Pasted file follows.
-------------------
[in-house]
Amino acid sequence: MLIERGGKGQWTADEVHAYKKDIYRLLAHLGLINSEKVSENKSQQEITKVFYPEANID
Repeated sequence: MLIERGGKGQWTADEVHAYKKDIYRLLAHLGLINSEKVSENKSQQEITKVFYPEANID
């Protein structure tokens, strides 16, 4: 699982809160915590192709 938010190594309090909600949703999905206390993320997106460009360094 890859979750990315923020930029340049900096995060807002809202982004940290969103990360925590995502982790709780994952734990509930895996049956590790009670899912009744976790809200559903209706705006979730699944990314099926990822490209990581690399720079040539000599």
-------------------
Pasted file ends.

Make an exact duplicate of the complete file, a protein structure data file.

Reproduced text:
[in-house]
Amino acid sequence: MLIERGGKGQWTADEVHAYKKDIYRLLAHLGLINSEKVSENKSQQEITKVFYPEANID
Repeated sequence: MLIERGGKGQWTADEVHAYKKDIYRLLAHLGLINSEKVSENKSQQEITKVFYPEANID
């Protein structure tokens, strides 16, 4: 699982809160915590192709 938010190594309090909600949703999905206390993320997106460009360094 890859979750990315923020930029340049900096995060807002809202982004940290969103990360925590995502982790709780994952734990509930895996049956590790009670899912009744976790809200559903209706705006979730699944990314099926990822490209990581690399720079040539000599």